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invasive ductal cancer with high grade DCIS and chemo

2 REPLIES
Member

Re: invasive ductal cancer with high grade DCIS and chemo

Hi there

 

It was incredibly kind of you to share your journey and it was a helpful read for me. My father died from acute meyloid leaukeamia.I watched him do two rounds of intensive chemo and at 75 (!)  he couldn't do a third yet he was almost clear when he finished round 2 and died due to infection. I understand my chemo wouldn't be as strong because his cancer was systemic and literally everywhere but I still want to consider ALL my options and this is why a board like this is a great resource.

 

Thank-you again.

Member

Re: invasive ductal cancer with high grade DCIS and chemo

Hi, I don't know if it helps but here goes - first off, sorry you've had to join that club where none of us wanted to be, you will find a lot of help here . . . 

 

I'm 63, diagnosed in March this year, after I randomly found The Lump one night.  There is no BC in my family as far as we know, so being a bit of a fatalist, I'd torn up mammogram offers and didn't self check as a matter of fact.  When I found The Lump, I self referred quickly to my GP and within the 2 weeks I was in the fast-track system. I told no one else at all, not husband, no one.  This had to be my decision, and I needed time to take this in.

 

That appointment led to a diagnosis on the first appointment after mammogram, and ultrasound biopsy,  of definitely a cancerous lump and a lymph node affected.  Lying there having this ultrasound done, my only thoughts were that I shouldn't be here and this was surely a mistake.  I was very cool and calm, until they told me a few hours later that I was that 1 in 10.  I burst into tears.

 

CT scan, bone scan to check for further involvement came back clear.  Full biopsy results 2 weeks later indicated 2.2cm  Grade 3 invasive ductal upper outer quadrant, same hormone results as you, HER2 inconclusive, and lymph node involvement. 

 

I'm not large breasted, 34B/C at most. I made it clear at the off that I would not consider chemo, whether it be recommended or not.  That's a long held opinion, and that's about 'me' not about the diagnosis.

 

I had WLE and axillary node clearance about 8 weeks after diagnosis.  The consultant had pretty much got the measure of me, and what I would or wouldn't do/have.  They found some DCIS mixed in with the invasive, they didn't get the best of margins because being smaller breasted there was no more tissue to take at the margins, and they removed 11 lymphs and cancer present in 1. Radiotherapy was always on the agenda, particularly because I had refused any chemo, and the R/T would hopefully 'mop up'.  I had 20 zaps in the summer.  I am on Letrozole due to the hormonal aspect of the cancer.  I refused bisphosphonates.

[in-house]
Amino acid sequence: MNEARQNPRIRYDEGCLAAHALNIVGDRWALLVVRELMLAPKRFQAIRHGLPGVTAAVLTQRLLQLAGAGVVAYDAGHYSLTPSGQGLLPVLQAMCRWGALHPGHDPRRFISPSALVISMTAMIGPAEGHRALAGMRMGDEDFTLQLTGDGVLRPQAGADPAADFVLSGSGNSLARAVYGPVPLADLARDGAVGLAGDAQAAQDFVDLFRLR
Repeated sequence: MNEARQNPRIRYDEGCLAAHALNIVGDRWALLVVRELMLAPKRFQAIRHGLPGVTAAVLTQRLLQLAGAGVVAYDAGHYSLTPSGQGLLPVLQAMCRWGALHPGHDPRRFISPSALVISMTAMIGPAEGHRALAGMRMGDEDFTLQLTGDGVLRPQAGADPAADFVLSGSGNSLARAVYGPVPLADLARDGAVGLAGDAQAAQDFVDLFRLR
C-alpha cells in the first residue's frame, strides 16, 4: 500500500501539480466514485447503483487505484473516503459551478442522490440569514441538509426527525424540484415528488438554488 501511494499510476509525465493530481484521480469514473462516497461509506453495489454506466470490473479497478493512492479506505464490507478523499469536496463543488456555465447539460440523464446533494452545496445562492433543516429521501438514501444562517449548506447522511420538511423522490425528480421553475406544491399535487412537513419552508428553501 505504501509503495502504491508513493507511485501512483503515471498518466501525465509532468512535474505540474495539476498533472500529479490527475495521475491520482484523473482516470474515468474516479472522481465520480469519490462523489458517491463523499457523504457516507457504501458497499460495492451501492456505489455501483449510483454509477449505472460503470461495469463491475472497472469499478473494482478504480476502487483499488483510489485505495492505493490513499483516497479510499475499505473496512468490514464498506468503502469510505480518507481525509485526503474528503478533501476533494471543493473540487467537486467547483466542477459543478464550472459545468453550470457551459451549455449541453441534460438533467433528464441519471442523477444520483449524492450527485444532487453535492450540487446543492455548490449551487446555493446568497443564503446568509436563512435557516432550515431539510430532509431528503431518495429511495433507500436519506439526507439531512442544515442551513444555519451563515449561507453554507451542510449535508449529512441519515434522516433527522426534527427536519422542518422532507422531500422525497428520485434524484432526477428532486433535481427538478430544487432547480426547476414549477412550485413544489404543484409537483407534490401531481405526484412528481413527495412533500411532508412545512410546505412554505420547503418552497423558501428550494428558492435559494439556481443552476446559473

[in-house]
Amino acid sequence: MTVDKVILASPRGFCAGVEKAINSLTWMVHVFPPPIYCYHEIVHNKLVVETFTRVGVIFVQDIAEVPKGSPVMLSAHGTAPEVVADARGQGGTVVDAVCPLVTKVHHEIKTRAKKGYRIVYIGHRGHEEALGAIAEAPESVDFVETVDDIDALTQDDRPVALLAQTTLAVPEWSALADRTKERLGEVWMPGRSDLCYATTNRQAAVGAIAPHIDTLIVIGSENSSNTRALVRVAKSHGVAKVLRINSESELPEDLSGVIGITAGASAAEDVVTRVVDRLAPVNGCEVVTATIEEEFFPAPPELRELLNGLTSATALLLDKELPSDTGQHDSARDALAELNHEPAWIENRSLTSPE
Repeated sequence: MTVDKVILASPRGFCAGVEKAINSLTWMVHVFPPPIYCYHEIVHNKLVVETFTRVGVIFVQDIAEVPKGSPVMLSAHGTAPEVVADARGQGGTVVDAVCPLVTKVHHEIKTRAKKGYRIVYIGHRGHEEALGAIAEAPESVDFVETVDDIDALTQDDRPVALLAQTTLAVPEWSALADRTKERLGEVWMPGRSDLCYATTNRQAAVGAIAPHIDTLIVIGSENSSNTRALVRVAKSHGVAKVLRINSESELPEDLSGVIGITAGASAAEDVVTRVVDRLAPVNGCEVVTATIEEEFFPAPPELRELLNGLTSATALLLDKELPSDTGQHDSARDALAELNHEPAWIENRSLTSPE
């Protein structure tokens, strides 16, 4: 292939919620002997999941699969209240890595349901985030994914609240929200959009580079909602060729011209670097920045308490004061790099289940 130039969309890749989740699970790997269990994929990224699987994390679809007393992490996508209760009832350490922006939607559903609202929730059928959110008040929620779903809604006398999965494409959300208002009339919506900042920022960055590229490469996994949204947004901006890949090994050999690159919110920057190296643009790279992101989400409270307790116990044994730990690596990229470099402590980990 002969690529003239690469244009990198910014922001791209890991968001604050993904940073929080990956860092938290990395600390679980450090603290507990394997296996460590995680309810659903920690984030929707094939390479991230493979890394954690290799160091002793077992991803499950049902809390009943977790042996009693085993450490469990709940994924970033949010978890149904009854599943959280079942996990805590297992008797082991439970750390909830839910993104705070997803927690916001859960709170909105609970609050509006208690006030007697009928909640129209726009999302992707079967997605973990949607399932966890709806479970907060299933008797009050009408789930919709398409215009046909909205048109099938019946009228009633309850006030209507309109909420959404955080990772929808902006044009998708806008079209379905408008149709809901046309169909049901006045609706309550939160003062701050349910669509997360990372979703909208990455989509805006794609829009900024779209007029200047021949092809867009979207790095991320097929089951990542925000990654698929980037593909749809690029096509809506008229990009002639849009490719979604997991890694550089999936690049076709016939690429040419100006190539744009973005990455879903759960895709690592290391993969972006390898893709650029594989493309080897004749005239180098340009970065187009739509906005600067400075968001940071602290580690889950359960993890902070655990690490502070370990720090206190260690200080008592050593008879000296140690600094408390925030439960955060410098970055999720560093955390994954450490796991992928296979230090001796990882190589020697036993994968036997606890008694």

In essence, my breast cancer had to be dealt with in the way that my head and views see life.  I'm older, my kids are all adult, albeit the youngest still only 23.  I have always had very strong views about medical intervention and have been lucky to get this far in life before needing to think so urgently about it.  The Lump had to go because that was just a medical fact.  The R/T had to happen because it was integral to the surgery being given the best chance to be fully effective, as was my understanding, and to have refused R/T as well as chemo made me feel thatI would be wasting the surgeon's time? If that makes sense?  Chemo lurked in the equation because of the lymph node involvement, but as I say, I have long-held mistrust of chemo, so it has never troubled me to refuse it.

 

After the op, at the post-surgery appointment with results, my consultant explained it all - and quietly and rationally explained that because of all the above factors, there was a chance/good chance that this BC would be back to haunt me.  But to his credit, he 'understood me' and respected my stance.  He did say that 'these days' there is an opinion that maybe some cancers are being over-prescribed, with chemo being recommended, when surgery and R/T are producing parallel results.  The oncologist of course took a completely different position, and didn't support my refusal for chemo in a polite but cool manner. (Speaking with the specialist oncology nurse she said that 50% of patients she had seen this year were refusing chemo, so I wasn't quite the anomaly that I might be feeling that I was!)

 

I can't say that my way is the right way - but it's the right way for me, and the sort of person I am and always have been.  My three kids all understand and relate to my feelings of quality of life being paramount, other half and elder sister find my stance difficult to understand - but this is 'me'  -  I have always been this person with these views, and BC has challenged me big time on those views.

 

Apologies if I have rambled, but I just wanted to explain myself clearly, and I truly wish you all the very best with your unwelcome journey. x

 

 

 

 

Member

invasive ductal cancer with high grade DCIS and chemo

Hi

 

Diagnosed yesterday from core biopsy results. The diagnosis is invasive ductal cancer with high grade (grade 3) DCIS. 35 mm mass which is 25mm from nipple upper outer quadrant of left breast. Oestrogen receptor 8/8 and progesterone receptor 7/8. On the ultrasound one lymph node looked thickened so they did fine needle aspiration and found metastatic carcinoma. I am transferring over to a consultant recommended by a close friend. The one i saw today told me i would need mastectomy, I'm only an A cup so he said with size of mass in proportion to the breast he would want to remove it. He was unsure if i would need chemo afterwards or not. My friend who was with me said because of lymph node involvement and fact it's grade 3 i would probably need chemo. Just wondered if anyone on here has had the same and can offer any insight?

 

Thanks in advance,